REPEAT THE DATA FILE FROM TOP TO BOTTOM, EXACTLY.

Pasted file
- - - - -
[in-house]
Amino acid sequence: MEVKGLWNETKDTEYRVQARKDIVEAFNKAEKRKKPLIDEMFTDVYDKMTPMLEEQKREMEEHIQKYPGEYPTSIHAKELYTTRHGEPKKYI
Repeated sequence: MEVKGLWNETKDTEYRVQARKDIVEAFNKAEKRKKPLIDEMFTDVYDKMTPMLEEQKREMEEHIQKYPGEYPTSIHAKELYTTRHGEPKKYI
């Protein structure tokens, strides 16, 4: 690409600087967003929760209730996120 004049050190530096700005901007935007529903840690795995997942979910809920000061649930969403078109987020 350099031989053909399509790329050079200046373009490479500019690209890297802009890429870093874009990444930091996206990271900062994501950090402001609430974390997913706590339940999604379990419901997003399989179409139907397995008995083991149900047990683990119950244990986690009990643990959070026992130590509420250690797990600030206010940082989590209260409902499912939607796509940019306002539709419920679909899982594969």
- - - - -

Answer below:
[in-house]
Amino acid sequence: MEVKGLWNETKDTEYRVQARKDIVEAFNKAEKRKKPLIDEMFTDVYDKMTPMLEEQKREMEEHIQKYPGEYPTSIHAKELYTTRHGEPKKYI
Repeated sequence: MEVKGLWNETKDTEYRVQARKDIVEAFNKAEKRKKPLIDEMFTDVYDKMTPMLEEQKREMEEHIQKYPGEYPTSIHAKELYTTRHGEPKKYI
């Protein structure tokens, strides 16, 4: 690409600087967003929760209730996120 004049050190530096700005901007935007529903840690795995997942979910809920000061649930969403078109987020 350099031989053909399509790329050079200046373009490479500019690209890297802009890429870093874009990444930091996206990271900062994501950090402001609430974390997913706590339940999604379990419901997003399989179409139907397995008995083991149900047990683990119950244990986690009990643990959070026992130590509420250690797990600030206010940082989590209260409902499912939607796509940019306002539709419920679909899982594969």